Specs: 5.25 liters, 9 ounces
A larger, deeper alternative to the Trail 2 but made with the same focus on sustainability and recycled materials.
Like REI’s smaller waist pack, the Trail 5 is made from recycled materials and offers easy internal storage. But the Trail 5 also features water bottle holders and a convenient top-loading design that’s roomier without feeling overwhelming.
One reviewer even used it to hike Mt. Kilimanjaro. “It was great to be able to offload some of the weight from my back and have water close at hand because I drank 5 liters a day,” she said. “I carried snacks, my phone, and my passport on my waist and had 2 Nalgenes there.”
Cotopaxi Bataan Fanny Pack
Specs: 3 liters, 4 ounces
Funky fanny pack from the brand that lives by the code of doing good in the world.Check REI Price
Cotopaxi’s Bataan has one of the best storage-to-weight ratios of any hiking fanny pack, and because no two are alike, this is truly a one-of-a-kind waist pack.
The company’s signature focus on sustainability and use of materials that would otherwise end up in a landfill makes the Bataan a unique but still practical fanny pack with one large internal storage area and interior mesh pockets.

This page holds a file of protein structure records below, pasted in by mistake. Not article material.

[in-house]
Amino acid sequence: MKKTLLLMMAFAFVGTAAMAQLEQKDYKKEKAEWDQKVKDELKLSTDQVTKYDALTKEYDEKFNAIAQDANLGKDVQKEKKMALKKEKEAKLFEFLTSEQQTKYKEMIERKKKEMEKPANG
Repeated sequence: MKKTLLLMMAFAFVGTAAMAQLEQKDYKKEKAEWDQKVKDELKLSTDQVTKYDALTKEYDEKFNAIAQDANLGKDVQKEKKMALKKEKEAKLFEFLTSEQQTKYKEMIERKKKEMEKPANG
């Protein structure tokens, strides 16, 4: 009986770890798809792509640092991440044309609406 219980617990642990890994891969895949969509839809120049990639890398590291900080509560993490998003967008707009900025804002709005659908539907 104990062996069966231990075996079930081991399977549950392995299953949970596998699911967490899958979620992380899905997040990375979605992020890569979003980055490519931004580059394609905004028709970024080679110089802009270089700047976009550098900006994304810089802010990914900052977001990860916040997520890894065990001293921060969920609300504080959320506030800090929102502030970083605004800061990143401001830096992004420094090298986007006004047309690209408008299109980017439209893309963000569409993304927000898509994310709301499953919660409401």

Osprey Daylite Waistpack
Specs: 2 liters, 7.4 ounces
A mini-but-mighty version of Osprey's bestselling Daylite backpack series.Check REI Price
Osprey’s Daylite series includes some of the bestselling hiking daypacks on the market, but the smallest Daylite also brings the energy in a slim 2-liter waist pack.
Its design is simple, but holds the essentials and does so with an ergonomic build that molds to your waist as you rack up trail miles.
Mountainsmith Trippin Fanny Pack
Specs: 5 liters, 8 ounces
It's style and substance with this vintage-inspired pack from the brand that was there in the beginning.Check REI Price
Fanny packs already have an inherent throwback factor, but Mountainsmith takes it up a notch with their Trippin Fanny Pack, a salute to the ‘80s and their roots as one of the pioneers of outdoor waist packs.
The nostalgic aesthetic reigns supreme here, but it’s also a functional fanny pack that’s surprisingly spacious, all things considered.
Mystery Ranch Hip Monkey Waistpack
Specs: 8 liters, 14.4 ounces
A tactical-inspired waist pack built with Mystery Ranch's signature materials and best-in-class durability.Check REI Price
From their headquarters in Bozeman, MT, Mystery Ranch designs “the best load-bearing equipment in the world.” And if the load you’re bearing is a six-pack, consider the Hip Monkey, a low-key fanny pack with deeper-than-expected pockets and compression straps to keep things in place.
It’s overbuilt in the best way, and though it’s big, the waist belt is wide enough to solidly distribute weight.
Specs: 1 liter, 5 ounces